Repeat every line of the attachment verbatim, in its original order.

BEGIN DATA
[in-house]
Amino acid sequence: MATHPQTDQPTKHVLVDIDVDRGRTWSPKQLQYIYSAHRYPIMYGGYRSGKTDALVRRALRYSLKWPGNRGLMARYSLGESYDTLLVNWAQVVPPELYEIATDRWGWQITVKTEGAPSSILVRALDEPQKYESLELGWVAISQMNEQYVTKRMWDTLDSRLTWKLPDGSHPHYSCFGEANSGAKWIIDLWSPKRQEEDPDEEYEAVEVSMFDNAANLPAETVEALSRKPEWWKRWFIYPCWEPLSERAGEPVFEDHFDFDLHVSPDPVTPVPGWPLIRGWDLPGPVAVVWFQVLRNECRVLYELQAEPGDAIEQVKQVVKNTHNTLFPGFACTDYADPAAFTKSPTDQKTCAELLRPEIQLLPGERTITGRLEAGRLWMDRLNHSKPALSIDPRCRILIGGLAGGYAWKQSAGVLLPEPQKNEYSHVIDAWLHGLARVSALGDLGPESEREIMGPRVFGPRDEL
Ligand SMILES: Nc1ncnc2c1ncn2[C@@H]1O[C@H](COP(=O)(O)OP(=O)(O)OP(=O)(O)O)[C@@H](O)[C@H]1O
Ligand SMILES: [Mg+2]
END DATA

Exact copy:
[in-house]
Amino acid sequence: MATHPQTDQPTKHVLVDIDVDRGRTWSPKQLQYIYSAHRYPIMYGGYRSGKTDALVRRALRYSLKWPGNRGLMARYSLGESYDTLLVNWAQVVPPELYEIATDRWGWQITVKTEGAPSSILVRALDEPQKYESLELGWVAISQMNEQYVTKRMWDTLDSRLTWKLPDGSHPHYSCFGEANSGAKWIIDLWSPKRQEEDPDEEYEAVEVSMFDNAANLPAETVEALSRKPEWWKRWFIYPCWEPLSERAGEPVFEDHFDFDLHVSPDPVTPVPGWPLIRGWDLPGPVAVVWFQVLRNECRVLYELQAEPGDAIEQVKQVVKNTHNTLFPGFACTDYADPAAFTKSPTDQKTCAELLRPEIQLLPGERTITGRLEAGRLWMDRLNHSKPALSIDPRCRILIGGLAGGYAWKQSAGVLLPEPQKNEYSHVIDAWLHGLARVSALGDLGPESEREIMGPRVFGPRDEL
Ligand SMILES: Nc1ncnc2c1ncn2[C@@H]1O[C@H](COP(=O)(O)OP(=O)(O)OP(=O)(O)O)[C@@H](O)[C@H]1O
Ligand SMILES: [Mg+2]